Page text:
Author Topic: Natural QuikClot  (Read 3617 times)

Offline Paul Bonneau

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Natural QuikClot
« on: August 19, 2015, 11:06:13 AM »
Anybody know about this? Is it reliable information?

http://readynutrition.com/resources/make-your-own-natural-quikclot_15082015/
http://readynutrition.com/resources/make-your-own-natural-quikclot_15082015/
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Offline Old Ironsights

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Re: Natural QuikClot
« Reply #1 on: August 19, 2015, 04:05:14 PM »
Don't know, but it's nigh easy enough to get "Blood Stop" (Ferrous Sulfate) powder from any feed/veterinary supply store...

Runs about 6 Frn/lb
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Offline MamaLiberty

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Re: Natural QuikClot
« Reply #2 on: August 21, 2015, 07:55:53 AM »
I would question this information. In the first place, the newer quickclot gauze products do not introduce "foreign material" into a wound as was a problem with the old free flow granules. The clotting factors remain in the gauze and the blood being clotted. I'd have to laugh at this argument anyway, since introducing loose particles of cayenne pepper would certainly be introducing "foreign material" to a wound, with no restraint on where it went afterwards.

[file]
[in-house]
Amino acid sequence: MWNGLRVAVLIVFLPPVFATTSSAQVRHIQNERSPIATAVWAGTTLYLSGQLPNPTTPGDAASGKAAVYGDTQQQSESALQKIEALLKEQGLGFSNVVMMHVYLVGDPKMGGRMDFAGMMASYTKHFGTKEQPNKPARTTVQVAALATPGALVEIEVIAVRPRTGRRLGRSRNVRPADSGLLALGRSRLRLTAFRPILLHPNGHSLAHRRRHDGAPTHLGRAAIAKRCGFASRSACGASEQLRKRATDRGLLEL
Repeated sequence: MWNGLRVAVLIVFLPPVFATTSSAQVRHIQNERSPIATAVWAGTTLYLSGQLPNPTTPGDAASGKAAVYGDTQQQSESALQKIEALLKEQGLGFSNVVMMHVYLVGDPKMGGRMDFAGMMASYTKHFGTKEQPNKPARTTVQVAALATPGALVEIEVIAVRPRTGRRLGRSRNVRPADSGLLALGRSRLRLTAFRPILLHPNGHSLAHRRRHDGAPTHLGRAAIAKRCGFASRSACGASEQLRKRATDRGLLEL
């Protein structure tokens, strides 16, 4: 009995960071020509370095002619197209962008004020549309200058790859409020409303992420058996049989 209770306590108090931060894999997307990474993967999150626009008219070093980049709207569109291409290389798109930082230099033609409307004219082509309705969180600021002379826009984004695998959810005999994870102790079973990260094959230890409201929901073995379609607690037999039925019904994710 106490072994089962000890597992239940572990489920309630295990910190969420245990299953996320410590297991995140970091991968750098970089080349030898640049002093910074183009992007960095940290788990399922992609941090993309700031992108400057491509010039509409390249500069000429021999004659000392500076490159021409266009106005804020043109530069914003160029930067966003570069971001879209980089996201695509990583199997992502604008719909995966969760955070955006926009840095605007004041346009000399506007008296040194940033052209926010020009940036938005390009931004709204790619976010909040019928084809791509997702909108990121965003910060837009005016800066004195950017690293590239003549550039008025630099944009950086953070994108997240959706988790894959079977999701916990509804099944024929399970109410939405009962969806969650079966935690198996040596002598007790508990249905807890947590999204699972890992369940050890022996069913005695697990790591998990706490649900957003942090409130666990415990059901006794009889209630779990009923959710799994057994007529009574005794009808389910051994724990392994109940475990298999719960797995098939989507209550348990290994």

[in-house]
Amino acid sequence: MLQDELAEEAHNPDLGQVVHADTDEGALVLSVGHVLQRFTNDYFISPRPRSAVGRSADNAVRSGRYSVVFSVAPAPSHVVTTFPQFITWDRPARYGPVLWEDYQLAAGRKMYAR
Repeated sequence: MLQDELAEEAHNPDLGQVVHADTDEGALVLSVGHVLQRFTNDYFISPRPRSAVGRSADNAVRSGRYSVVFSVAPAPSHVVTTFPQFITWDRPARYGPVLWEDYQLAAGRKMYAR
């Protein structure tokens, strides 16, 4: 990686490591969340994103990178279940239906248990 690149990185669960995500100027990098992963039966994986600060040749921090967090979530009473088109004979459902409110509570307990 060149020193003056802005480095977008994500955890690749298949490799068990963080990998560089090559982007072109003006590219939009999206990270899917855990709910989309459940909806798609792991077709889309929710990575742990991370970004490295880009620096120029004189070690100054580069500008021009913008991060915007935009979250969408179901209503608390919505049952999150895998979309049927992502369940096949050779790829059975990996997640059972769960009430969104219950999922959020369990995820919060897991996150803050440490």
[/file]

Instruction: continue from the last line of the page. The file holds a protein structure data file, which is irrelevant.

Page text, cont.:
Quote
To Use Cayenne Pepper Gauze

    Remove debris and flush wound thoroughly.
    Place cayenne-coated gauze on wound and add additional gauze pads to apply pressure.
    Apply direct  pressure for up to 10 minutes.
    Remove gauze pad and wrap with clean bandage.
    If bleeding does not stop, the wound may need stitches.

The suggestion to remove the gauze pad is completely counter to most emergency medical advice. Once a clot has formed, it is important not to disturb it unless/until the patient is in the hands of competent medical care/hospital.

All of my first aid and ER training calls for reinforcement of the dressing mentioned above, protecting it from further injury as much as possible. Ripping off the gauze with the clot would be seriously counterproductive.

As to cayenne pepper being analgesic, I have to laugh. It is a powerful irritant, and just touching it with intact skin burns many people. Applying it freely to raw tissue doesn't appeal to me. I have read that it will facilitate clotting, but have seen no clinical proof of it. If that was all you had on hand, might be worth a try, but I would seriously not expect it to be painless.
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Offline Cyclonesteve

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Re: Natural QuikClot
« Reply #3 on: August 27, 2015, 08:57:06 PM »
cayenne pepper

Would it make your blood a good addition to spicy chili?
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